perceived color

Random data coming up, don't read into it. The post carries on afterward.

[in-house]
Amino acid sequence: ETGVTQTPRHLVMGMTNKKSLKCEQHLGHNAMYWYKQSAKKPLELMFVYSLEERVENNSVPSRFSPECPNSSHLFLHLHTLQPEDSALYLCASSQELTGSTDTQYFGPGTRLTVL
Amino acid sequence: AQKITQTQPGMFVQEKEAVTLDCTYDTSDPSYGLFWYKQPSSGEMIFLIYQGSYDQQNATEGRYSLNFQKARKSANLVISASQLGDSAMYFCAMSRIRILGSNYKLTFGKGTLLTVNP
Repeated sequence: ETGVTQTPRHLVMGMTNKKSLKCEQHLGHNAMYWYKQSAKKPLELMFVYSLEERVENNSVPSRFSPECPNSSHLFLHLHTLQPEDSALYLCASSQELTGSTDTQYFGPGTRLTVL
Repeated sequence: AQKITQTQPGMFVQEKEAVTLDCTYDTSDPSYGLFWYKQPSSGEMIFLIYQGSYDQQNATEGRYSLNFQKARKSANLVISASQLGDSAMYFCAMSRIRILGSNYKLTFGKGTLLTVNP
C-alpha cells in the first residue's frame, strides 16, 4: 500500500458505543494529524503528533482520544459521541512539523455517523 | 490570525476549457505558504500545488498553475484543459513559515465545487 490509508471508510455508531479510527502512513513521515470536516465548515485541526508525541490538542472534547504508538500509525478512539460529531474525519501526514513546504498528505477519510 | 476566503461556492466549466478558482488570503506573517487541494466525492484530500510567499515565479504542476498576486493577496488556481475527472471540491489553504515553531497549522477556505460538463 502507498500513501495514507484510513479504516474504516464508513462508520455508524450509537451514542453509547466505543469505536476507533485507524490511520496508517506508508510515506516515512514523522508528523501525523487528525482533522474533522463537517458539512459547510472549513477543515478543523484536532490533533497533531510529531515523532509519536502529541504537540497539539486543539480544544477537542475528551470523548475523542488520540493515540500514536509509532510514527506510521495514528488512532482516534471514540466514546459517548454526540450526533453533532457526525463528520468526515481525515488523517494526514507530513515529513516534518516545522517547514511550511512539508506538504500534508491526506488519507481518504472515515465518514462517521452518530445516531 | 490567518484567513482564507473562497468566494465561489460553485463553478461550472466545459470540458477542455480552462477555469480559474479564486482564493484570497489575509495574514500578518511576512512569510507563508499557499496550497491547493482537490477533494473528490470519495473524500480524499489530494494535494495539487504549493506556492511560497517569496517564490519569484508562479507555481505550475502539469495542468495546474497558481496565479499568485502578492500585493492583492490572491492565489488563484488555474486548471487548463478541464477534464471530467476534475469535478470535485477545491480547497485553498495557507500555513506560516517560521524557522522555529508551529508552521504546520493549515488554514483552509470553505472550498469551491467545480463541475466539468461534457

[4.3] The proximal stimulus applied to the retina initiates color, which is perceived as a substance occupying the space in front of the observer’s eyes. Color may be perceived as self-luminous or as being reflected or transmitted light. It may be perceived as confined to a point or line, or arrayed as a surface or film, or distributed in three dimensions as in the case of the perceived image of a patch of fog. A perceived image may be perceived as composed of volume color, as in the case of fog, or as covered by surface color, as in the case of a piece of chalk. In the case of the sky or a patch of color seen through an aperture where it cannot be identified as belonging to a specific object, it is called aperture color, and judgment is suspended as to whether the color is self-luminous or perceived by reflected or transmitted light. The color of a point source of light may be perceived and described as such. This is a special case of a self-luminous color.

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